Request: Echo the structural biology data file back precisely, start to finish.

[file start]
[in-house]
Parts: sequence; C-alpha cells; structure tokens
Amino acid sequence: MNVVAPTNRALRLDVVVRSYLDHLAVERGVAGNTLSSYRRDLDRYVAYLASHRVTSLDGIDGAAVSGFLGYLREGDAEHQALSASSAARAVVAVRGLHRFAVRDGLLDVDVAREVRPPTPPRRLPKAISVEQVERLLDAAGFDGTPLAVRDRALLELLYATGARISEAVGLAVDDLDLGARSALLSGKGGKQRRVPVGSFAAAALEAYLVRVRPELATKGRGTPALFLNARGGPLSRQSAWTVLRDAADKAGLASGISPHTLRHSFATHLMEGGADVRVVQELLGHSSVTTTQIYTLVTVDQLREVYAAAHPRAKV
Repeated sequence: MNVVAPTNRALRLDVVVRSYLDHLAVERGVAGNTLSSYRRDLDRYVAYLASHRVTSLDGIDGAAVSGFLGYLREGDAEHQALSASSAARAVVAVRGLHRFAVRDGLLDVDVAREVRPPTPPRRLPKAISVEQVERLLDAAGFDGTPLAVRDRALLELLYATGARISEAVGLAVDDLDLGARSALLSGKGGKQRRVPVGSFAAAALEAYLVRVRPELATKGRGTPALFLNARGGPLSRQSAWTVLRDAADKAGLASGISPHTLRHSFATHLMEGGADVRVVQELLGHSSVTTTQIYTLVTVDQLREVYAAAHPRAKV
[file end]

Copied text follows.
[in-house]
Parts: sequence; C-alpha cells; structure tokens
Amino acid sequence: MNVVAPTNRALRLDVVVRSYLDHLAVERGVAGNTLSSYRRDLDRYVAYLASHRVTSLDGIDGAAVSGFLGYLREGDAEHQALSASSAARAVVAVRGLHRFAVRDGLLDVDVAREVRPPTPPRRLPKAISVEQVERLLDAAGFDGTPLAVRDRALLELLYATGARISEAVGLAVDDLDLGARSALLSGKGGKQRRVPVGSFAAAALEAYLVRVRPELATKGRGTPALFLNARGGPLSRQSAWTVLRDAADKAGLASGISPHTLRHSFATHLMEGGADVRVVQELLGHSSVTTTQIYTLVTVDQLREVYAAAHPRAKV
Repeated sequence: MNVVAPTNRALRLDVVVRSYLDHLAVERGVAGNTLSSYRRDLDRYVAYLASHRVTSLDGIDGAAVSGFLGYLREGDAEHQALSASSAARAVVAVRGLHRFAVRDGLLDVDVAREVRPPTPPRRLPKAISVEQVERLLDAAGFDGTPLAVRDRALLELLYATGARISEAVGLAVDDLDLGARSALLSGKGGKQRRVPVGSFAAAALEAYLVRVRPELATKGRGTPALFLNARGGPLSRQSAWTVLRDAADKAGLASGISPHTLRHSFATHLMEGGADVRVVQELLGHSSVTTTQIYTLVTVDQLREVYAAAHPRAKV